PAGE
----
The Michigan Engineer News Center

Females Excelling More in Math, Engineering, and Science (FEMMES)

U-M IOE undergraduate student Lindsay Rosenblum shares her experience of the Females Excelling More in Math, Engineering, and Science (FEMMES) student organization.| Short Read
EnlargeWorkshop participants growing bismuth crystals in a 2016 FEMMES workshop.
IMAGE:  U-M Materials Science & Engineering, hosts a workshop in conjunction with FEMMES in 2016.


I have been part of the executive board for a club called FEMMES (Females Excelling More in Math, Engineering, and Science) since January of last year, and it is a great organization.

In the fall of my freshman year I saw them at Festifall and was immediately drawn to their message of getting girls excited about STEM, so I decided to volunteer at a capstone. These are day-long events held once a semester where about 200 girls from the Ann Arbor/Ypsilanti/Detroit area come to the Chemistry Building to do fun science and math activities like making ice cream with liquid nitrogen.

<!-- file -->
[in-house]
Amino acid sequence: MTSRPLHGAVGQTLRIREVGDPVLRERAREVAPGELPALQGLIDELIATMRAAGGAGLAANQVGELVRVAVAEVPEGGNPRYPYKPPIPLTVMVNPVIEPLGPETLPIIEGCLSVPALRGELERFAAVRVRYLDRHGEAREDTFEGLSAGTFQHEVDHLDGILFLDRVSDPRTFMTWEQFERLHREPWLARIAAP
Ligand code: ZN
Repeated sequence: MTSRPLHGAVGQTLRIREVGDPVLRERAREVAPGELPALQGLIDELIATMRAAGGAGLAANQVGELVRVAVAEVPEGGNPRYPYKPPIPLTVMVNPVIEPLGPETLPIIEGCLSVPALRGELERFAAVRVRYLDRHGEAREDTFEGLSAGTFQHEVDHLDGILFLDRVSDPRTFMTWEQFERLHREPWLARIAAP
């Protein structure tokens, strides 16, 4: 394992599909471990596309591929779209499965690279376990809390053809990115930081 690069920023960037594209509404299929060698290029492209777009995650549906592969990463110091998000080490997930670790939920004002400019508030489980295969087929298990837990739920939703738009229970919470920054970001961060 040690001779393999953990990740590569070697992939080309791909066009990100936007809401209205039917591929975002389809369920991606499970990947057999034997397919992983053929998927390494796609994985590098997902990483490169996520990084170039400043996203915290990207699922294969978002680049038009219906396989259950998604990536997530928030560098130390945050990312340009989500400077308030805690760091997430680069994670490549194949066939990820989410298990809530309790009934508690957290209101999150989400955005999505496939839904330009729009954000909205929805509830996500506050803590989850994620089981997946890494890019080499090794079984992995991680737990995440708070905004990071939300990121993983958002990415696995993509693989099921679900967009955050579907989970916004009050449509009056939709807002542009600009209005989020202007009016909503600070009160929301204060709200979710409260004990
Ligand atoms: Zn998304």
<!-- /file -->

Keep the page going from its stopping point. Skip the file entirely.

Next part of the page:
I volunteered as a group leader, so I led a group of 12 girls around for the day and had a great time getting to know them and participating in activities with them. I enjoyed it so much that I decided to apply for the executive board, and now I write grants for the organization to make sure we can secure the monetary support we need to keep capstones free for participants.

I really believe in the mission of the organization because we are trying to break down gender, socioeconomic, and racial barriers to technical fields and show girls that STEM is fun and accessible to anyone. Any female student can volunteer at a capstone, and it is just a one-day commitment, so I highly recommend that you do if you’re interested!

First published in Alpha Pi Mu (APM)‘s Industrial Blueprint student newsletter.

Workshop participants growing bismuth crystals in a 2016 FEMMES workshop.
The electrons absorb laser light and set up “momentum combs” (the hills) spanning the energy valleys within the material (the red line). When the electrons have an energy allowed by the quantum mechanical structure of the material—and also touch the edge of the valley—they emit light. This is why some teeth of the combs are bright and some are dark. By measuring the emitted light and precisely locating its source, the research mapped out the energy valleys in a 2D crystal of tungsten diselenide. Credit: Markus Borsch, Quantum Science Theory Lab, University of Michigan.

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